heard, you can come in illegally. as one of the border patrolmen told me in the wee hours of the morning, we're called logistics by the drug cartels and the gangs in mexico. all they say they have to do is get people across the river and homeland security's logistics, we ship them anywhere they want to go. and there's a great deal of truth to that. o it's been amazing to see this reinvention of what really happened back in those days. we had a fantastic election in florida, where our friend was ected there, tea party favorite, thank goodness, we were so thrilled. it meant because of his promises we had another ally in the senate that would help us stop the republican establishment's cave to the obama administration's desire for amnesty. and chuck schumer, for all he
is, he actually can be quite persuasive. and john mccain, for all his efforts, 2007, that nearly cost him the chance to be the nominee so he could lose in defeat to the democrats, his push for amnesty in 2007 nearly kept him from being the nominee to lose in the general election. gosh, if it hadn't been for his -- i mean, if he had continued to push his amnesty, he would not have gotten the nomination and who knows? maybe barack obama would not have won in 2008. it's interesting to think about. but i was looking at this article by sara rumpback in january of 2015, and she had been asking about problems that i had and i pointed out, i referred back to broken promises by our speaker and why we needed a new speaker and it was the same establishment --
republican establishment problem we'd had. and as the article says, one of the biggest broken promises included promising to fight tooth and nail against obama's executive amnesty orders, then allowing the cromnibus bill to proceed forward. but it wasn't just that. it was so much that had been going on for a number of years. so there was no one who felt more dejected than our little group that was gathering regularly, trying to come up with ways to slow down the gang of eight bill. because we knew that once this handsome young -- handsome, young, articulate guy who had just been elected from florida was talked into being the leader on the bill, very clever getting him to be the leader on the bill, we knew it was going to be a very, very, very difficult thing to stop. going back, here's an article , by byron 15 of 2013
york, a washington examiner, a look deep inside the gang of eight bill and how they'll sell immigration reform to conservatives. he points out that this gang of eight bill says, of course some in the g.o.p. are still panicked by last november's election results. and inclined to sign on to almost any deal. more conservative republican lawmakers on capitol hill will have to be convinced that the gang's proposal is an acceptable way to go and it won't be easy. anyway, he points out, startling this week with the release of the bill, the gang of eight or gang will launch an extensive public information campaign with, you know, senator rubio leading, lots of press releases, frequently asked questions and fact sheets specifically addressing the concerns about reform that conservatives have raised in recent months. it also talks about the gang,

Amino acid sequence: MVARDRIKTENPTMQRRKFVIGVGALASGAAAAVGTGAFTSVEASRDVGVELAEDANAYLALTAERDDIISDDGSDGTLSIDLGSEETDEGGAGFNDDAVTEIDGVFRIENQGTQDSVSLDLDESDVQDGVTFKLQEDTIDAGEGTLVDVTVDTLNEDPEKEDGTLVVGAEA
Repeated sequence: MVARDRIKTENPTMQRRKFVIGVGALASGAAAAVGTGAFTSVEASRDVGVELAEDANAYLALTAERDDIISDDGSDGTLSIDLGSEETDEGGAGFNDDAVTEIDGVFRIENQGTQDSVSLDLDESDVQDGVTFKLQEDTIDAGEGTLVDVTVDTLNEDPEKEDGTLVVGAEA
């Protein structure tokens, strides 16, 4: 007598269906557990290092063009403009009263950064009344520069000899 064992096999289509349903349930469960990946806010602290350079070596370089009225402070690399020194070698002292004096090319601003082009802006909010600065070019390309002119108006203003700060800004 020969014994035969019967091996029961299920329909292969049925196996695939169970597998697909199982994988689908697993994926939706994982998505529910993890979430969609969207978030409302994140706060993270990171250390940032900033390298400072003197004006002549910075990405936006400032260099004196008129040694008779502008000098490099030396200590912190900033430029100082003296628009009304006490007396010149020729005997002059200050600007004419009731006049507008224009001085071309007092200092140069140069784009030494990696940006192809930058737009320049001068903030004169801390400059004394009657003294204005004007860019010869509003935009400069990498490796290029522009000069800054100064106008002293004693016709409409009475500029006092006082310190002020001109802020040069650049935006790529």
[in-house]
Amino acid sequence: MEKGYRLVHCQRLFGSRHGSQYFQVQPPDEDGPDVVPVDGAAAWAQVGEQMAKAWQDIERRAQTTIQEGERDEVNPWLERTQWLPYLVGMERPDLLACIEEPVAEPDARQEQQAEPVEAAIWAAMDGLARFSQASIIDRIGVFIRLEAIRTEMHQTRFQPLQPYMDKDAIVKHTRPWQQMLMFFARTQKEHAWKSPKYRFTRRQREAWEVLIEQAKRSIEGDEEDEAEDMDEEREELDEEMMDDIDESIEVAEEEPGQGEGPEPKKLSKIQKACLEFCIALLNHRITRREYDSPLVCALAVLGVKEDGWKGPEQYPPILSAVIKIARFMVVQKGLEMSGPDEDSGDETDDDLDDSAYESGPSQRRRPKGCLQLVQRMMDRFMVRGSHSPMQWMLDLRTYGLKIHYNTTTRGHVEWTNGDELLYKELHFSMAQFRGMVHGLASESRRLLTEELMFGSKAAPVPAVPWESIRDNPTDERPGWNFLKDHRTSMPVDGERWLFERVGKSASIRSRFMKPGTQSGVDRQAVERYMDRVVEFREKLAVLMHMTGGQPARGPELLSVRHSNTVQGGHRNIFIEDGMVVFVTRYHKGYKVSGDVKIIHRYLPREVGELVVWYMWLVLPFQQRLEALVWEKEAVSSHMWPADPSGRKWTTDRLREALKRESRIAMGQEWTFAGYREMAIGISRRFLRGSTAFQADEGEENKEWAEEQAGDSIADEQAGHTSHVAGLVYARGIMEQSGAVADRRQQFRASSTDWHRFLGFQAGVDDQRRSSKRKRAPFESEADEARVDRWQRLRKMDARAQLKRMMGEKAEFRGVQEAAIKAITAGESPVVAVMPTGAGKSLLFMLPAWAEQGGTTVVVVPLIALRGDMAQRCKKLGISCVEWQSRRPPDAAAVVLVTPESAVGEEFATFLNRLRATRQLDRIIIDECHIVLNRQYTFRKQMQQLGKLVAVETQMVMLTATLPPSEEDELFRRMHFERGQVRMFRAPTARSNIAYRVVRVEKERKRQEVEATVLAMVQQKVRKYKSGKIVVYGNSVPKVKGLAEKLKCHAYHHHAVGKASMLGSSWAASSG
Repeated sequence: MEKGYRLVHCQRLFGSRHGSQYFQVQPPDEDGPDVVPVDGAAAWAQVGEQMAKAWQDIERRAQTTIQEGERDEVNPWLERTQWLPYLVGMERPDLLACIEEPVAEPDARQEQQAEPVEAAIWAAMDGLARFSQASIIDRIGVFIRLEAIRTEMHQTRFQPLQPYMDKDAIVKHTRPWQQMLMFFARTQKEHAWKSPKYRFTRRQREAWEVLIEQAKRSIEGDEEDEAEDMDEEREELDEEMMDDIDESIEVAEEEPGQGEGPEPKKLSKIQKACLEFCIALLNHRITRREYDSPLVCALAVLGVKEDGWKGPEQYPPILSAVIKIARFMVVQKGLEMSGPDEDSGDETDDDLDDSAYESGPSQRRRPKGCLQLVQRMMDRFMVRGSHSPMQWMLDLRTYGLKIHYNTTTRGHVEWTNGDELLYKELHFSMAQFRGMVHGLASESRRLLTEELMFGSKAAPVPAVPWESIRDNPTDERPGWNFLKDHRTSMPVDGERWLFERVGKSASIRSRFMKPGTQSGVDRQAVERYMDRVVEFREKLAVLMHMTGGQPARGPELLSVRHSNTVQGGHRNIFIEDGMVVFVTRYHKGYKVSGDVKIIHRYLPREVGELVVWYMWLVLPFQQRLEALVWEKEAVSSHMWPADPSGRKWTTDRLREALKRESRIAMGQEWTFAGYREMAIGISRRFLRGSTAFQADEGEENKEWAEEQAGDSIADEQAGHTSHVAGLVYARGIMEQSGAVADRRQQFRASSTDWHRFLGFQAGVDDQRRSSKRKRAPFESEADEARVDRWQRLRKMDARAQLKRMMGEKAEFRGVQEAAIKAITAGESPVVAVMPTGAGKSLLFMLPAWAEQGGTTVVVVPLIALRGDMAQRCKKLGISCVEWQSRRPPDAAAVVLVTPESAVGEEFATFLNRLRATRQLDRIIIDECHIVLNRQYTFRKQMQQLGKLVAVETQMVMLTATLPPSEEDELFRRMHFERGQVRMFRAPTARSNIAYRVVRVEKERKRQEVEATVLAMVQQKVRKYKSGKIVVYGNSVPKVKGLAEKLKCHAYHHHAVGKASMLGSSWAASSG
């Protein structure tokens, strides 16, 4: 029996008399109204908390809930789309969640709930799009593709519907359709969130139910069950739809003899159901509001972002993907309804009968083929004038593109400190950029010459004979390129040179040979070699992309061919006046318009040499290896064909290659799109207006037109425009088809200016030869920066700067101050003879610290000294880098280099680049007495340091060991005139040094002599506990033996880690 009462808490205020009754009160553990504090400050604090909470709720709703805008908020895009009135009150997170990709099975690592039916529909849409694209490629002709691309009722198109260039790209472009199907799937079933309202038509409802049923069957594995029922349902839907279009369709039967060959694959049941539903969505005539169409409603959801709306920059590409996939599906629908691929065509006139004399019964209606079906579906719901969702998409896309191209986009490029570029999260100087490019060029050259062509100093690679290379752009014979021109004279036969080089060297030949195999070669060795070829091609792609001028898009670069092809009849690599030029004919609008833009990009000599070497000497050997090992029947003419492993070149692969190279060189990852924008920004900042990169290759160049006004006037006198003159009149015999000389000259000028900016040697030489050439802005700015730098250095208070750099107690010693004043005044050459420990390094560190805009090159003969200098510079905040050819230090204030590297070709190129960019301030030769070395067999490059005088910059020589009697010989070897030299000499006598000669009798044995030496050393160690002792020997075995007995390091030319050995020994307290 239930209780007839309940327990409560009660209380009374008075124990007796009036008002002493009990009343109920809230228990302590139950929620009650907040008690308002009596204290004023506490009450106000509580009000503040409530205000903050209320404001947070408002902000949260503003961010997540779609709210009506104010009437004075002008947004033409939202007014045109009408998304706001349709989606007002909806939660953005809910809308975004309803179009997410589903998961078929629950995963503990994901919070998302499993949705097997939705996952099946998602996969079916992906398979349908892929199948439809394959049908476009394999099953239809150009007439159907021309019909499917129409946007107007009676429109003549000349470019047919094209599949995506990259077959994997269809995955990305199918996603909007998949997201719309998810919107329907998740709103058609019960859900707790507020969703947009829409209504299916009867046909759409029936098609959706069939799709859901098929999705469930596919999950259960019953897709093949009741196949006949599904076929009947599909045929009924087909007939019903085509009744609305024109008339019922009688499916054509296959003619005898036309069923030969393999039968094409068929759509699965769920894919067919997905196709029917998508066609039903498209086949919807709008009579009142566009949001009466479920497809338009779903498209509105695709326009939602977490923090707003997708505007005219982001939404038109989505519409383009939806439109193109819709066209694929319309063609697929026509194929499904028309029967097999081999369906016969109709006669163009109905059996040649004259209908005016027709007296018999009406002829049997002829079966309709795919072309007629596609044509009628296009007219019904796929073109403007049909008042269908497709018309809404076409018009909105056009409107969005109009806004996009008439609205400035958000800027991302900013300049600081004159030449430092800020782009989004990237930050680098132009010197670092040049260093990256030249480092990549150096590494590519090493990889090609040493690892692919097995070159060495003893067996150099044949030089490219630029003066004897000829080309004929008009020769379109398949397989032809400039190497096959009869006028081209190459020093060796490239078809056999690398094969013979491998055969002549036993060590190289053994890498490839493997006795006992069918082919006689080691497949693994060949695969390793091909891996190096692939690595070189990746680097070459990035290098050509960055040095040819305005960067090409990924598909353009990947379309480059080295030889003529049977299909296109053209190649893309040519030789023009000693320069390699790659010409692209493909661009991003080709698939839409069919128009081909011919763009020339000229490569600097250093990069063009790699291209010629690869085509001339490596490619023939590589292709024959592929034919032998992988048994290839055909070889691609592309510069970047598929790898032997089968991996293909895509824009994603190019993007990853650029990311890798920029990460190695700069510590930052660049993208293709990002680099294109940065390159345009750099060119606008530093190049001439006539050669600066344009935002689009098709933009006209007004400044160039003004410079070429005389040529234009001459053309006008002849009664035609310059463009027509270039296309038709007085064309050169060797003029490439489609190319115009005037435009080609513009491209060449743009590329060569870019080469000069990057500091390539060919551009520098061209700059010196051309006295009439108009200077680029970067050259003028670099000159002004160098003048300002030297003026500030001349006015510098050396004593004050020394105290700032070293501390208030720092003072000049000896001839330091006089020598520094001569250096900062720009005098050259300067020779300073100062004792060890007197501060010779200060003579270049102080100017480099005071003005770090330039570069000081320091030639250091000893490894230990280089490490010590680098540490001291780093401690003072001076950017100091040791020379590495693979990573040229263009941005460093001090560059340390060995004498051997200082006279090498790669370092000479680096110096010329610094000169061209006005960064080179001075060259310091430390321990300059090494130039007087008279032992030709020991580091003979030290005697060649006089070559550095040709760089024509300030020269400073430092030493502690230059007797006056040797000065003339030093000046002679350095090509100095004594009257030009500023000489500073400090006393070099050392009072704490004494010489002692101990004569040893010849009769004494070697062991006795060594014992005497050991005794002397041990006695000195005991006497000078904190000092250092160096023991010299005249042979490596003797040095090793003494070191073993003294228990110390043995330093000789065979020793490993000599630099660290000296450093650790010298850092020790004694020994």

the g.o.p. gang of eight, talking about, members know full well the federal government has promised all these measures and more over the years and the border's still not secure, businesses still hire illegal immigrants. for example, congress passed multiple laws requiring entry-exit systems similar to what the gang has proposed. and the system has never been built. so gang members know that conservatives at least will be skeptical. the answer to the gang of eight hopes will reassure those skeptics is the concept of triggers. they've set up points at which the bill's requirements will have to meet before the process of amnesty will continue. but anyway, it goes on and discusses the gang of eight bill, americans had heard these promises before, going back to 1986, when a hero of mine, a hero of my friend, dana rohrabacher backer, who was a form -- dana rohrabacher, who was a speech writer, he got talked into signing off on an
amnesty that turned california blue probably for the rest of my lifetime. that was a republican president. that got tricked into doing that. got the amnesty, never got the enforcement. that's what the gang of eight bill was going to do and americans knew it. but we had to fight it like crazy. so anyway, just find it interesting, as someone who met with senator cruz on a regular basis, trying to strategyize. my friend steve king, with met in his office sometimes, but all of these efforts to stop this gang of eight bill that would have given amnesty, here's another from june 11, 2013, gang of eight immigration bill clings to senate hurdle. i know senator cruz was doing all he could to stop it. greatly appreciated. and actually, if they hadn't slowed that down, that gave us the ability to slow it down even further, but here's a bill -- an article from "the daily
signal." june 24, my anniversary, 2013. and it talked about that gang of eight bill now has ballooned to 1,190 pages. that makes it what you'd call comprehensive. and as i've pointed out to friends before, when you hear the word comprehensive bill, the loose definition of a comprehensive bill in congress is one in which some people want to hide things that could never possibly get passed if people knew what that were voting on. so it's comprehensive and massive. so you can hide those things that could never pass on their own if people knew what they were voting on. so, it's amazing to see in politics how perception that is completely false can be